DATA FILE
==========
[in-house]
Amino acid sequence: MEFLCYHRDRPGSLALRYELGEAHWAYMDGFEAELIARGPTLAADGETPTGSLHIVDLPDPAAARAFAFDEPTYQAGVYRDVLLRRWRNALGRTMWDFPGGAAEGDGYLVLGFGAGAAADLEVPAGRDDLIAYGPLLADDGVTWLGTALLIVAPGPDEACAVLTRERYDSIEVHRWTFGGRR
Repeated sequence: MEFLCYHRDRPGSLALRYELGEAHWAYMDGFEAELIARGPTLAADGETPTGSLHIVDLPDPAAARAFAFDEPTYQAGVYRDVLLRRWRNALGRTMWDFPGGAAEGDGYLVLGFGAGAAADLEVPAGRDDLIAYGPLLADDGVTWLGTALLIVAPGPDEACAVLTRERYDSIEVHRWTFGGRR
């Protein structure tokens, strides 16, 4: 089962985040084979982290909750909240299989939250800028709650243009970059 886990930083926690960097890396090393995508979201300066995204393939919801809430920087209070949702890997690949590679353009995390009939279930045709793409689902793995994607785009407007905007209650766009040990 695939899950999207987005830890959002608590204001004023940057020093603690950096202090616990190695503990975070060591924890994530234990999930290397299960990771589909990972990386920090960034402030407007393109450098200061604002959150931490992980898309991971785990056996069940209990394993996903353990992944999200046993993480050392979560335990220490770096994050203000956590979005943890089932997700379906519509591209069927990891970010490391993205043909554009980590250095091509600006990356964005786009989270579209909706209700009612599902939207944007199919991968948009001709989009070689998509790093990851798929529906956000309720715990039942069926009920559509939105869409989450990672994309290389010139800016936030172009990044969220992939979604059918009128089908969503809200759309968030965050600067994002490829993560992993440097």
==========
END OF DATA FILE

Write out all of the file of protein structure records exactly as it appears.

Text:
[in-house]
Amino acid sequence: MEFLCYHRDRPGSLALRYELGEAHWAYMDGFEAELIARGPTLAADGETPTGSLHIVDLPDPAAARAFAFDEPTYQAGVYRDVLLRRWRNALGRTMWDFPGGAAEGDGYLVLGFGAGAAADLEVPAGRDDLIAYGPLLADDGVTWLGTALLIVAPGPDEACAVLTRERYDSIEVHRWTFGGRR
Repeated sequence: MEFLCYHRDRPGSLALRYELGEAHWAYMDGFEAELIARGPTLAADGETPTGSLHIVDLPDPAAARAFAFDEPTYQAGVYRDVLLRRWRNALGRTMWDFPGGAAEGDGYLVLGFGAGAAADLEVPAGRDDLIAYGPLLADDGVTWLGTALLIVAPGPDEACAVLTRERYDSIEVHRWTFGGRR
């Protein structure tokens, strides 16, 4: 089962985040084979982290909750909240299989939250800028709650243009970059 886990930083926690960097890396090393995508979201300066995204393939919801809430920087209070949702890997690949590679353009995390009939279930045709793409689902793995994607785009407007905007209650766009040990 695939899950999207987005830890959002608590204001004023940057020093603690950096202090616990190695503990975070060591924890994530234990999930290397299960990771589909990972990386920090960034402030407007393109450098200061604002959150931490992980898309991971785990056996069940209990394993996903353990992944999200046993993480050392979560335990220490770096994050203000956590979005943890089932997700379906519509591209069927990891970010490391993205043909554009980590250095091509600006990356964005786009989270579209909706209700009612599902939207944007199919991968948009001709989009070689998509790093990851798929529906956000309720715990039942069926009920559509939105869409989450990672994309290389010139800016936030172009990044969220992939979604059918009128089908969503809200759309968030965050600067994002490829993560992993440097």